Yes, one might think that. One might also want to sit around, watching snails drive their little trails along one's glass window; a fun image, but boring, unimaginative, and mirthless in practice. Not to be an affront to snails, but Twentieth Century, with all its out of town actors and Silicon Valley backing, was one of the worst pieces of theatre this year. But hey, it's still early.

Too harsh? Possibly. Perhaps the better saying is that the direction was simply uninspired. The casting was mismatched, and at times downright wrong. The sets were... well they were quite nice, actually. Costumes too. What director Robert Kelly unsuccessfully attempted in this piece was half way between farce and reality, and with one foot on either side of the fence, the comedy (and humanity) never once came to the front.

It wasn't entirely the direction, however. The leads, Dan Hiatt and Rebecca Dines, playing producer Oscar Jaffe and actress Lily Garland had the romantic chemistry of lobsters, and combined with frenetic acting choices, came across as sloppy throughout the whole show. This piece has some honest moments, too! These two artists were once in love, but sometimes even a great script can't save an awful performance.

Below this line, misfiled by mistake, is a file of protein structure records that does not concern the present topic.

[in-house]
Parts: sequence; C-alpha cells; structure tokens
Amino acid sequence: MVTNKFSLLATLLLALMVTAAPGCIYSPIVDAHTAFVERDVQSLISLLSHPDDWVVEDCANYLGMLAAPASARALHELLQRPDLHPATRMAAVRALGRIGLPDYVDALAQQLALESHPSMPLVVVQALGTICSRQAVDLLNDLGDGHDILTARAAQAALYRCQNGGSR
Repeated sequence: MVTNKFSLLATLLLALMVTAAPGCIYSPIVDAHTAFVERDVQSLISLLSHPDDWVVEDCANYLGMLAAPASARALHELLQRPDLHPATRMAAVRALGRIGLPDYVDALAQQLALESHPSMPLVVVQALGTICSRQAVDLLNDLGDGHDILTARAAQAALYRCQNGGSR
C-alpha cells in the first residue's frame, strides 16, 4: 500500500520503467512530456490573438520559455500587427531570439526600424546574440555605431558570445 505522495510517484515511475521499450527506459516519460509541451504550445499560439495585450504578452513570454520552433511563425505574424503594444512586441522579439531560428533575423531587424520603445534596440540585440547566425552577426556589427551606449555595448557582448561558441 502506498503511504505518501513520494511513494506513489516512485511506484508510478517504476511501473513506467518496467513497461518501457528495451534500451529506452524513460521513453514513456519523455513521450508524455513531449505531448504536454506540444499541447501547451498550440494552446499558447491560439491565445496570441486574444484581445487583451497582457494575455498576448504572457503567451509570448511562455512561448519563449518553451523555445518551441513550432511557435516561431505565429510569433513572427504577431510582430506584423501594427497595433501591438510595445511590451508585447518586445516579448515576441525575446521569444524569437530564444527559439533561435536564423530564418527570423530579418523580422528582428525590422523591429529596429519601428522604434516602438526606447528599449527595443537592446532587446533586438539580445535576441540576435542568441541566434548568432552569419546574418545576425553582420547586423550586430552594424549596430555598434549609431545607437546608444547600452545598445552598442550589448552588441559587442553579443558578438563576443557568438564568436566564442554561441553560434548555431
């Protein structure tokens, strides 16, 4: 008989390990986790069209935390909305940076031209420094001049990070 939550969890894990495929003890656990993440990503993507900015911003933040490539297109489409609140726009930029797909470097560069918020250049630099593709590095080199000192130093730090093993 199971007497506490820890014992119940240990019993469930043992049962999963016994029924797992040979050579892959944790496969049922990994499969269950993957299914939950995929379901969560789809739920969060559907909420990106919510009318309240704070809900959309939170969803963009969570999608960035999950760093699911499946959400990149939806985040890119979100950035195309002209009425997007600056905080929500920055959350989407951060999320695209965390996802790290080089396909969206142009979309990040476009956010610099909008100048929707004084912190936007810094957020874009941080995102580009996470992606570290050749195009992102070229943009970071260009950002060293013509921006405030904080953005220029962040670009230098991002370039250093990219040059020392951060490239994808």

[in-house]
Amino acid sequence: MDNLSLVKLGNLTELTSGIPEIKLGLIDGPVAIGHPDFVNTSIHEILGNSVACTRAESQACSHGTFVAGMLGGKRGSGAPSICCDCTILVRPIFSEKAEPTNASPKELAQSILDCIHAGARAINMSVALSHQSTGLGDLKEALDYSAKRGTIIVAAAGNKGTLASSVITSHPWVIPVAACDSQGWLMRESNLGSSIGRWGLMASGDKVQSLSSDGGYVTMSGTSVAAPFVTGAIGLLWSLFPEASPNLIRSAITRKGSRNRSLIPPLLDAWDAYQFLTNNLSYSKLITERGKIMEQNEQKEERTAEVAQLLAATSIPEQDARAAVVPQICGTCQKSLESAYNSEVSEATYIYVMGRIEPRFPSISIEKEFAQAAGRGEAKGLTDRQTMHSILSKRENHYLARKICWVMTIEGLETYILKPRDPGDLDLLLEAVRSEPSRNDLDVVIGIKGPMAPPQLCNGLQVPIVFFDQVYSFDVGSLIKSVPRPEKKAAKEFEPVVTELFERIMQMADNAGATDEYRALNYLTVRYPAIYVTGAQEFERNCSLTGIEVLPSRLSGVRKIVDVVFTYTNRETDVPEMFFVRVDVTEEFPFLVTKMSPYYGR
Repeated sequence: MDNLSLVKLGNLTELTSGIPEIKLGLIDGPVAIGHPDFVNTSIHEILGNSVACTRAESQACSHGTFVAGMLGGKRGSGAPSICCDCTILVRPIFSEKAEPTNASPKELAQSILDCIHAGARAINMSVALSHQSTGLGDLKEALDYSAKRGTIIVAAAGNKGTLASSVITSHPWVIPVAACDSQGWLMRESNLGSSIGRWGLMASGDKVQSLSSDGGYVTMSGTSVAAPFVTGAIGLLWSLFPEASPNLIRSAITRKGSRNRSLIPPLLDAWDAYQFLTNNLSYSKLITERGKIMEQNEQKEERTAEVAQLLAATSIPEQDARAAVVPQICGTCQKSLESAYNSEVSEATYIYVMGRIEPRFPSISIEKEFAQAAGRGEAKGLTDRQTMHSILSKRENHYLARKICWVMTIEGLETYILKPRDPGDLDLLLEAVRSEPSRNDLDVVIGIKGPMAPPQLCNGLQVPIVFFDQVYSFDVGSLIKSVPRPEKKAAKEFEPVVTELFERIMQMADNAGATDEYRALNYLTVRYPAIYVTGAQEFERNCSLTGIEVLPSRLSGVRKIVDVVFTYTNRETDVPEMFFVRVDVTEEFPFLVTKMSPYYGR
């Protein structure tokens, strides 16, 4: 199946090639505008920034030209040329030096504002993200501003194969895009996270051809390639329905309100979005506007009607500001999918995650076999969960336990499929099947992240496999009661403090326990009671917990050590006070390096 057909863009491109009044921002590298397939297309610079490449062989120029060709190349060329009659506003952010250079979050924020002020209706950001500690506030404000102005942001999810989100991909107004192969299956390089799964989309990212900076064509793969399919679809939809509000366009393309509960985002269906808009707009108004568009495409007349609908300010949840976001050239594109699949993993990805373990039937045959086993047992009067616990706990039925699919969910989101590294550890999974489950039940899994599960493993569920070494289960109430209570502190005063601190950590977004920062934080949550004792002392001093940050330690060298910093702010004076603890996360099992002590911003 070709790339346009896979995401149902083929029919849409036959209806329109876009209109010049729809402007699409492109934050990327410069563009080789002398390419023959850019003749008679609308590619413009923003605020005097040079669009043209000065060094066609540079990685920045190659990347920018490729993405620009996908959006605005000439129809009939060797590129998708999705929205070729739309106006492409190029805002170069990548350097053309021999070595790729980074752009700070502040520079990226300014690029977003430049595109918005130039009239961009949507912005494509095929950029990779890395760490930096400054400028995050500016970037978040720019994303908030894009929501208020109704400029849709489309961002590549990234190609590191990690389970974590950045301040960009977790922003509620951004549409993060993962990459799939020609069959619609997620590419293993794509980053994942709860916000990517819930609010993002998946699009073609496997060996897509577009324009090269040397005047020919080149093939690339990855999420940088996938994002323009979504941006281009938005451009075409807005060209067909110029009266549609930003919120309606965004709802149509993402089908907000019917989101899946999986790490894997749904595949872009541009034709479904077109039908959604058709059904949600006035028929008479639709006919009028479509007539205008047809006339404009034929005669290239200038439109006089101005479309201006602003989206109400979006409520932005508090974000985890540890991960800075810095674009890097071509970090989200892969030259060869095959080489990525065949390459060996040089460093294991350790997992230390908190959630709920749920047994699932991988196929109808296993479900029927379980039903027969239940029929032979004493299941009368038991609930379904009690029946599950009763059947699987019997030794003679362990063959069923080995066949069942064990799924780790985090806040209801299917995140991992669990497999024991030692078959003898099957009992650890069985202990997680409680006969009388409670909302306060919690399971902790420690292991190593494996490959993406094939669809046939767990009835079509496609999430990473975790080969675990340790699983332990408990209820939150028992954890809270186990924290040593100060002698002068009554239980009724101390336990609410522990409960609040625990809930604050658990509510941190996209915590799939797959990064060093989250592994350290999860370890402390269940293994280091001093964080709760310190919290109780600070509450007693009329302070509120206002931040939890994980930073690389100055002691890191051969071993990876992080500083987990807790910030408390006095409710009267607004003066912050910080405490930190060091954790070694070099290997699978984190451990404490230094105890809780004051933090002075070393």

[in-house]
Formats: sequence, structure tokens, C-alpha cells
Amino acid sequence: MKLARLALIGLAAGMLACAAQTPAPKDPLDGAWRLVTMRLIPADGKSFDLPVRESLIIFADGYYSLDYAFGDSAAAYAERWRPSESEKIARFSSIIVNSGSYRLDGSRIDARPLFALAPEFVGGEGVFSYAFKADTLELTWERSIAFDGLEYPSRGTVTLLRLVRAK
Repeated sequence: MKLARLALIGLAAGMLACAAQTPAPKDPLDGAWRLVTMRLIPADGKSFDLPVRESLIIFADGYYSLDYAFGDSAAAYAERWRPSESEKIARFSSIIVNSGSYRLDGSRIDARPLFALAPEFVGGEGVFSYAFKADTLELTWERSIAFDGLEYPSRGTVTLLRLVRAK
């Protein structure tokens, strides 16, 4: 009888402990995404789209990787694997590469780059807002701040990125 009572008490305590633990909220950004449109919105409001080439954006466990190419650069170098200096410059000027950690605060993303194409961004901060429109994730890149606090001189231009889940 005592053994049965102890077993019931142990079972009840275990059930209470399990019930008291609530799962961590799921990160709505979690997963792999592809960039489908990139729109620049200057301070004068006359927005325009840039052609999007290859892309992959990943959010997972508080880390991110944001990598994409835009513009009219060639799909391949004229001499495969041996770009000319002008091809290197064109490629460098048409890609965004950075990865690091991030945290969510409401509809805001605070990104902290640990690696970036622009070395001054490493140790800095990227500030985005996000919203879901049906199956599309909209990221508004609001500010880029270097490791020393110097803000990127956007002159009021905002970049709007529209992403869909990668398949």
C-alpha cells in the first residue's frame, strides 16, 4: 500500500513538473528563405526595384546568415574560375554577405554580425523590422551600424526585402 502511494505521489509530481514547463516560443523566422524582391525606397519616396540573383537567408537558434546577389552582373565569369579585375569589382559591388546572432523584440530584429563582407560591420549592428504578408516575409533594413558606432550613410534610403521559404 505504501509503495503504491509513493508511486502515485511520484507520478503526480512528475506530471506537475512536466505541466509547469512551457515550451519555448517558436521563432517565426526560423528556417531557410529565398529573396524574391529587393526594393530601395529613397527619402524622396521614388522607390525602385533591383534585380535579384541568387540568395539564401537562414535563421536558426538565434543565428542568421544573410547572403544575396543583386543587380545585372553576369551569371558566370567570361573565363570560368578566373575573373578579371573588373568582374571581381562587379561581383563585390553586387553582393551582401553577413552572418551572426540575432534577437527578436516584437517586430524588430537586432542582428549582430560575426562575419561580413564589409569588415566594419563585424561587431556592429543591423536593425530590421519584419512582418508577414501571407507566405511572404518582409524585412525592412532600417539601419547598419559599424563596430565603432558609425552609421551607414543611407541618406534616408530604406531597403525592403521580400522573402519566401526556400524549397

The rest of the cast isn't immune to hammy acting, over the top line readings, and framing sentences' cadence to sound like jokes, even if they aren't funny. Some of the performances were full fleshed characters: the zealot Matthew Clark is played charmingly by Gerry Hiken, and the Conductor (Edward Sarafian) brings a bit of polished comedy, but those scenes are few and far between. The rest of the cast is as forgettable as their entrances.

Save your money and the drive, queue up Netflix for the film, and watch Twentieth Century at home; TheatreWorks doesn't deliver.

Thursday, June 12, 2008

More Reviews

I haven't been keeping this up as well as I should, but for now, I'll just direct you to, in the theatre section.

I'll probably write a review of the fairfax and pirate festivals this weekend, but until I know that I can, I don't want to put my other reviews up here.

Thursday, February 28, 2008

Little Shop - I Lost the Program... so Abbreviated

It’s the timeless legend: Boy meets girl. Boy falls in love with girl. Girl is with other boy. Other boy is mean. Boy is jealous. Boy meets plant. Boy enters into a Faustian pact with plant in order to secure financial and romantic success. There’s also a Jewish shop owner and a Greek chorus of three thrown in there. And puppets! Did I mention puppets? What could possibly go wrong?